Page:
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Let him depart; his Paliport shall be made,
And Crowns for Convoy put into his Purse:
We would not die in that Man's Company,
That fears his Fellowship to die with us.
This Day is callid the Feast of Crispian :
He that out-lives this Day, and comes safe home,
Will stand a tiptoe when this Day is nam'd,
And rouze him at the Name of Crispian:
He that out-lives this Day, and secs old Age,
Will yearly on the Vigil feast his Neigbhours,
And say, To-morrow is Saint Crispian :
Then will he strip his Sleeve, and show his Scars :
Old Men forget; yet shall not all forget,
But they'll remember, with Advantages,
What Feats they did that Day. Then shall our Names,
Familiar in their Mouths as Houthold Words,
Harry the King, Bedford and Exeter,
Warwick and Talbot, Salisbury and Glofter,
Be in their flowing Cups freshly remember'd.
This Story ihall the good Man teach his Son,
And Crispin, 'Crispian shall ne'er go by,
From this Day to the Ending of the World,
But we in it shall be remembered ;
We few, we happy few, we Band of Brothers :
For he, to-day that sheds his Blood with me,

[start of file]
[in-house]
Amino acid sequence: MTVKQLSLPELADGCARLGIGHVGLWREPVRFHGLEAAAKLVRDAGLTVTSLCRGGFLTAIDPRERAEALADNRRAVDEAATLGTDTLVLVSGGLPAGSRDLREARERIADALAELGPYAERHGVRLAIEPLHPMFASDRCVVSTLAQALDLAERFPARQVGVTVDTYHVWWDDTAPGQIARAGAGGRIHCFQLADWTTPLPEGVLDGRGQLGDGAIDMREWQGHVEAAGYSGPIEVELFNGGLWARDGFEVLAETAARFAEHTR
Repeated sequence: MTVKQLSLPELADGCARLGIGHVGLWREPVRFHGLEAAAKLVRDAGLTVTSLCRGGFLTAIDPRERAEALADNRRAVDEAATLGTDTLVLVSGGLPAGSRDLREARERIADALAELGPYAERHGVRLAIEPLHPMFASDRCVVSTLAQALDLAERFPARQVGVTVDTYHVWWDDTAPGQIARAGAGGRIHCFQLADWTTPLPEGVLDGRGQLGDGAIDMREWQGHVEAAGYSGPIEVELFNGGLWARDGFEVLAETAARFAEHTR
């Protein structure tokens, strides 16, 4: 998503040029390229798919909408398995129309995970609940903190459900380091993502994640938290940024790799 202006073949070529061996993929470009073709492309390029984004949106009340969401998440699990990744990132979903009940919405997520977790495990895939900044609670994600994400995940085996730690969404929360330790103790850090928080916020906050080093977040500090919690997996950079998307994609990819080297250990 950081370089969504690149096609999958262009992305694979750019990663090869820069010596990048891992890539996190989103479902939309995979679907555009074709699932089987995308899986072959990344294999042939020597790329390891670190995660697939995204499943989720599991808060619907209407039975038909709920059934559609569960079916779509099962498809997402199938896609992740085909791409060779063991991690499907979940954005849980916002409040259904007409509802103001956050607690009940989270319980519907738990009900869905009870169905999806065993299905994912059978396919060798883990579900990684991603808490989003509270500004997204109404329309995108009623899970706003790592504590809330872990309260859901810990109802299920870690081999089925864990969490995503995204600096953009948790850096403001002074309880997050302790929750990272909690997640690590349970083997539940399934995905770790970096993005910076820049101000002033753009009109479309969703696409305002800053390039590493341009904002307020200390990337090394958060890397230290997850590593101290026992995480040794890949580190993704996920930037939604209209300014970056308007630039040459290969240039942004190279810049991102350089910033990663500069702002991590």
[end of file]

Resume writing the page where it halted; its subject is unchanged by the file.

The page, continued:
Shall be my brother : be he ne'er so vile,
This Day shall gentle his Condition.
And Gentlemen in England, now a-bed,
Shall think themselves accurs’d they were not here,
And hold their Manhoods cheap, while any speaks,
Who fought with us upon Saint Crispian's Day.


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The Fall of Cardinal Wolsey.
AREWEL, a long Farewel to all my Greatness !

This is the State of Man; to-day he puts forth
The tender Leaves of Hope ; to-morrow bloffoms,
And bears his blushing Honours thick upon him ;
The third Day comes a Froit, a killing Frost,
And when he thinks, good eafy Man, full surely
His Greatness is a ripening, nips his Root;


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And then falls, as I do. I have ventur'd,
Like little wanton Boys, that swim on Bladders,
These many Summers, in a Sea of Glory:
But far beyond my Depth : my high-blown Pride
At length broke under me; and now has left me,
Weary, and old with Service, to the Mercy
Of a rude Stream, that must for ever hide me.
Vain Pomp and Glory of this World, I hate ye;
I feel my Heart new-open'd. Oh, how wretched
Is that poor Man, that hangs on Princes Favours !
There is, betwixt that Smile which we aspire to,
That sweet Regard of Princes, and our Ruin,
More Pangs and Fears than War and Women know
And when he falls, he falls like Lucifer,
Never to hope again.

Enter Cromwell, standing amazed.
Why, how now, Cromwell!

Crom. I have no Power to speak, Sir.

IDolf. What, amaz'd
At my Misfortunes ? Can thy Spirit wonder,
A great Man should decline? Nay, if you weep,
I'm fallen indeed.
Crom. How does


Grace ?
Wolf. Why, well;
Never so truly happy, my good Cromwell.
I know myself now, and I feel within me
A Peace above all earthly Dignities;
A ftill and quiet Conscience. The King has cur'd me,